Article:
“People sometimes mistakenly regard endowments as though they were savings accounts or ‘rainy day funds’ that can be ‘tapped’ or ‘dipped into’ during hard times,” he wrote. “That is an error: endowments are more like lifetime annuities. They must support active operations of the university each year and last as long as the university does.”

Eisgruber said the university spends about five percent of its endowment each year, or more than $1.3 billion, regardless of what the return on the endowment is for a particular year. That amount is more than 60 percent of the university’s operating revenue each year. Eisgruber said a spending rate of just over five-percent is sustainable, but this year the university will be spending more than six percent of the endowment. “That rate is not sustainable. We therefore need to reduce the university’s operating expenditures, especially because there is a substantial risk that greater economic distress may lie ahead,” he wrote, adding that salary freezes, tighter vacancy management, and reductions to non-essential expenditures are necessary because of the circumstances.

Priorities will be protecting the quality of teaching and research and maintaining Princeton’s current financial aid program. “We have thus far avoided the kinds of furloughs and layoffs that have taken place at other universities,” Eisgruber wrote. “While we do not know what the future holds, we want to minimize the risk that such actions might be needed in the future.”.

One Comment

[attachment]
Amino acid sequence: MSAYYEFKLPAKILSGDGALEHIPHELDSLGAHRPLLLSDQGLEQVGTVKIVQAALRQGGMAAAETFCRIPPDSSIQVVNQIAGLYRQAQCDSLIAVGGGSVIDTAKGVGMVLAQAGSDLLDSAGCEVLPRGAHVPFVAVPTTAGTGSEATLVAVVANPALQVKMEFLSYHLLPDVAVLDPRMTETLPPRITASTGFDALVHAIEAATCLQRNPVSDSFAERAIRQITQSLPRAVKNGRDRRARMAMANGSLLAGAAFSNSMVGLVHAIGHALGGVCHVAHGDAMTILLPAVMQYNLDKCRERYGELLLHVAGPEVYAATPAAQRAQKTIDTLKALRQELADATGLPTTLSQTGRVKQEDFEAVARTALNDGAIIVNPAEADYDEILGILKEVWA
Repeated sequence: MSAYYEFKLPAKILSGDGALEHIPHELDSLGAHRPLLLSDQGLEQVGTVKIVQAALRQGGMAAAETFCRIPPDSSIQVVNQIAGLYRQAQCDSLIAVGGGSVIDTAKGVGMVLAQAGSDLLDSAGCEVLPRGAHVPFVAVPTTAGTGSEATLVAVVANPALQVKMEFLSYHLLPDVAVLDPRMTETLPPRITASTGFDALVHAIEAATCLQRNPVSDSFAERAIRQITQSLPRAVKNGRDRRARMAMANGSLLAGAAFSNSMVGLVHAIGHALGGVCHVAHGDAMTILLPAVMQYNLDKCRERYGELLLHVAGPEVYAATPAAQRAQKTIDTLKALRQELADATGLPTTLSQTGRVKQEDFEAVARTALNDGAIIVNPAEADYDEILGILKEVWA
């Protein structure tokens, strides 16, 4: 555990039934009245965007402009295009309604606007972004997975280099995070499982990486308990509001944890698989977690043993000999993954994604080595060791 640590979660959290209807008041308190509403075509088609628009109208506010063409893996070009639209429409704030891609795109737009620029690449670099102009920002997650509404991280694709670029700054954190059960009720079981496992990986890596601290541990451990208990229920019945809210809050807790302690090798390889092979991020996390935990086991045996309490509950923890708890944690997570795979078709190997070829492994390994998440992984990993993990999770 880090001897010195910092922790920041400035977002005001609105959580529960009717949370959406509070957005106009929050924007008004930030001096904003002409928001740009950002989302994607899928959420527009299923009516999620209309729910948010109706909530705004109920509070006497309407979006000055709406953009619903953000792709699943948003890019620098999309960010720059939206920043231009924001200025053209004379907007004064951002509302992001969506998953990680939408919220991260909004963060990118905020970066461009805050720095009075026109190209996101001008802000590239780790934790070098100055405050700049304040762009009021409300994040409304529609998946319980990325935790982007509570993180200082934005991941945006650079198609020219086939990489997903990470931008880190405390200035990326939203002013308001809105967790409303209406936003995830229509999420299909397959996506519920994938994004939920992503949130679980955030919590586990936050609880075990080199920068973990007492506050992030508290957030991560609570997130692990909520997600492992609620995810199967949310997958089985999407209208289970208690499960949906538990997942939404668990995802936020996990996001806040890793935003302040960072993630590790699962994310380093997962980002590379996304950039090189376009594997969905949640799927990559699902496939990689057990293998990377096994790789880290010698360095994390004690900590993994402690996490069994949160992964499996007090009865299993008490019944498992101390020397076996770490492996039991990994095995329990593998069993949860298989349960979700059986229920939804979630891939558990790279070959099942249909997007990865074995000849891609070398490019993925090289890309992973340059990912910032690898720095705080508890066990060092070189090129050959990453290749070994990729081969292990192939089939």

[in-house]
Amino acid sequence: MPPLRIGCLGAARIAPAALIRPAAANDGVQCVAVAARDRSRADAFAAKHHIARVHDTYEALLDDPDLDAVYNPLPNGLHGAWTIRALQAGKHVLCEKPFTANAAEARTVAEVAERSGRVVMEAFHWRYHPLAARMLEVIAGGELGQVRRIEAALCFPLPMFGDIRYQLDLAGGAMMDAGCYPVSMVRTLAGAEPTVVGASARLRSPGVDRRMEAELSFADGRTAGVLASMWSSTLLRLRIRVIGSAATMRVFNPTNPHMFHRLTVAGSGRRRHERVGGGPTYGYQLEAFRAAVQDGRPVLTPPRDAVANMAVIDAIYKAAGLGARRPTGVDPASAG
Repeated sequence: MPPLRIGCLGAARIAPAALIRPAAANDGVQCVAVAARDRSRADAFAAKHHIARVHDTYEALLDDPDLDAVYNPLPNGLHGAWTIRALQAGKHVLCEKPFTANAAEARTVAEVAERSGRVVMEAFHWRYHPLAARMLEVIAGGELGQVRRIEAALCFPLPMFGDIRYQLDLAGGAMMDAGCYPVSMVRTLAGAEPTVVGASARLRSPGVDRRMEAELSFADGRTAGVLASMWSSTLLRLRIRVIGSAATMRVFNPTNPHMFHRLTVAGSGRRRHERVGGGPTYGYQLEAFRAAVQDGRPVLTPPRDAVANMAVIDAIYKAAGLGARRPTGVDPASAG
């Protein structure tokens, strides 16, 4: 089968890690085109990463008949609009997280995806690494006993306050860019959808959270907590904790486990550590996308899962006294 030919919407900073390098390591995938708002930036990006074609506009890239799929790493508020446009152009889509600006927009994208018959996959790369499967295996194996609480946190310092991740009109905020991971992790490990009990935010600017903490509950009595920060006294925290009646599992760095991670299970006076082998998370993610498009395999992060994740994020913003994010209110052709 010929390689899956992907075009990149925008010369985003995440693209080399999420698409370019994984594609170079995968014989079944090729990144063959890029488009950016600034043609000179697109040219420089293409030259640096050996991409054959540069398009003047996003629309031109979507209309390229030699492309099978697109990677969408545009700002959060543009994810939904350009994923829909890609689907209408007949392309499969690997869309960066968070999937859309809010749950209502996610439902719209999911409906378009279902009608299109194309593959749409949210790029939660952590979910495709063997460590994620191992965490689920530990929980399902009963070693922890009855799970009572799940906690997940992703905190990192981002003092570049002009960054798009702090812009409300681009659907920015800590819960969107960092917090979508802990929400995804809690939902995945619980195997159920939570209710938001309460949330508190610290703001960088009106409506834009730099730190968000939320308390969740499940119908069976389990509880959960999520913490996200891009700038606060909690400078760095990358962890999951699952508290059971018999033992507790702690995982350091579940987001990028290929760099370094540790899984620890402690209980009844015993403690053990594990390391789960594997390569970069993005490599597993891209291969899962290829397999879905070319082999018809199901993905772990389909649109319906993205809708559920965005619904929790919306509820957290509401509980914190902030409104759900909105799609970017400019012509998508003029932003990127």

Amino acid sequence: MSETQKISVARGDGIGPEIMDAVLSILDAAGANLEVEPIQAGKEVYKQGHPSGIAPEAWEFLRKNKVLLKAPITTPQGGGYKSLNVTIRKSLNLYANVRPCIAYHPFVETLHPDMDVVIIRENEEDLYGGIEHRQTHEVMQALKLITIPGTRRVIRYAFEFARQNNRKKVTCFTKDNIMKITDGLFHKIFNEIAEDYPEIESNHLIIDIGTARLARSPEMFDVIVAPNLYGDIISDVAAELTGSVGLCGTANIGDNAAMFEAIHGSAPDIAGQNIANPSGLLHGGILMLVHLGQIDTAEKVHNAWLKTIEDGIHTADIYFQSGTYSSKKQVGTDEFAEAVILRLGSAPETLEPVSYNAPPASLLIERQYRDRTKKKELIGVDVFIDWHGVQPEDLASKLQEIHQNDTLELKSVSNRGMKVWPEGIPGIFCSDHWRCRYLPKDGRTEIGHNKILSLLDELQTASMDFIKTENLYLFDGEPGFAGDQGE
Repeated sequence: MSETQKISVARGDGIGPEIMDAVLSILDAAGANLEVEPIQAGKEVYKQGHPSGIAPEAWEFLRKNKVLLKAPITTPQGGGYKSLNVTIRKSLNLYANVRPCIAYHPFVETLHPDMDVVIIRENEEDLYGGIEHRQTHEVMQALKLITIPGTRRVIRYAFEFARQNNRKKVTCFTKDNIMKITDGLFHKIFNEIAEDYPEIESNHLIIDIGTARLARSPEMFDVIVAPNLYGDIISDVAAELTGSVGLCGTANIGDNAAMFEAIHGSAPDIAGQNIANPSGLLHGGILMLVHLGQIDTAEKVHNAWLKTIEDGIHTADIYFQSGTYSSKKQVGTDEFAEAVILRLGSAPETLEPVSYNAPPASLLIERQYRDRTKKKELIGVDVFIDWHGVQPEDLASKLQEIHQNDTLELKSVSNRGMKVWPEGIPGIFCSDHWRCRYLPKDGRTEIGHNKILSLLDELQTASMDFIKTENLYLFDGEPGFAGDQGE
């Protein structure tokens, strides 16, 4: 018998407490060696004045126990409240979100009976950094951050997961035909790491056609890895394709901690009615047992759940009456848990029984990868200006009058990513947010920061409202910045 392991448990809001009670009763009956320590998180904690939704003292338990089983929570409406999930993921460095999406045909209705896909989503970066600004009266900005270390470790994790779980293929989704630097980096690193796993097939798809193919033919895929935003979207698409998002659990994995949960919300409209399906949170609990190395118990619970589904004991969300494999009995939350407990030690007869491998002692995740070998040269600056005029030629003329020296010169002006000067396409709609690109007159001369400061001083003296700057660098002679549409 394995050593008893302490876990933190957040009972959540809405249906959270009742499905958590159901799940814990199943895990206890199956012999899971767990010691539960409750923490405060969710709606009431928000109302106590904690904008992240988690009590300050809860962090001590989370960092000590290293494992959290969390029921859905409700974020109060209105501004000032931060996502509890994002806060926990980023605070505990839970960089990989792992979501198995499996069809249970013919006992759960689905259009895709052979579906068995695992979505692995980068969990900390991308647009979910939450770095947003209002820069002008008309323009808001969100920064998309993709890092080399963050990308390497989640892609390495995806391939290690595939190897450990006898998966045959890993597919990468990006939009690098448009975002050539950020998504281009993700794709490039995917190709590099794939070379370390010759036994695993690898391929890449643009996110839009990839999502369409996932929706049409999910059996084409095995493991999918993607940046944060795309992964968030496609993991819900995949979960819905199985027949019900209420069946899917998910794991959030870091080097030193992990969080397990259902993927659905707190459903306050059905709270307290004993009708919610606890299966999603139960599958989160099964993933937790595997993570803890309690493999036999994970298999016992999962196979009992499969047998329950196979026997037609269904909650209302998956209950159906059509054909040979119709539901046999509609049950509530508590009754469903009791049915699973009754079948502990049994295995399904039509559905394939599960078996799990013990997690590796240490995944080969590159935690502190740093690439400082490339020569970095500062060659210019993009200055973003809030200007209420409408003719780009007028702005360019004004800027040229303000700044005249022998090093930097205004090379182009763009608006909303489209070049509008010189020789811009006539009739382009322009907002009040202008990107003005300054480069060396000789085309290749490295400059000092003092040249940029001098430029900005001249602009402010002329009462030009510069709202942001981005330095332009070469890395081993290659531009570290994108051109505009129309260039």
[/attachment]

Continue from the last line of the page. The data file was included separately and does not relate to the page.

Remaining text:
1. Yes, that rate is not “sustainable”, but it’s also not reasonable to make a projection that you would have to sustain it in perpetuity. Show us what the numbers look like if you raise the outflow for a 1, 2 or 3 year period. This isn’t going to last forever. This is more shoddy analysis like Gov DeWine is doing in Ohio, pretending the rainy day fund is needed for an emergency, like this isn’t that emergency. Ridiculous. The market is only down about 13% and if you have competent managers, the endowment should be down less than that amount, before any higher withdrawal rates. Tell us your projections for the returns on the funds. Also, tell us how much of a fall in giving has occurred. And what your projections are for that. How did giving bounce back after 2009? To completely insulate the endowment, and sacrifice employees, seems a bit cruel and unusual without better information. If you are spending 5% on 26 bil., that is 1.3 bil a year, which means you only have to make that to break even without giving. I dont think giving ever goes into negative, it just slows. So your required growth is lower than 5%. You really need to start out with telling people how long you think returns are impacted, how much giving declines, and when it bounces back, and why you cant generate the needed returns on average, after a downturn linked to recession.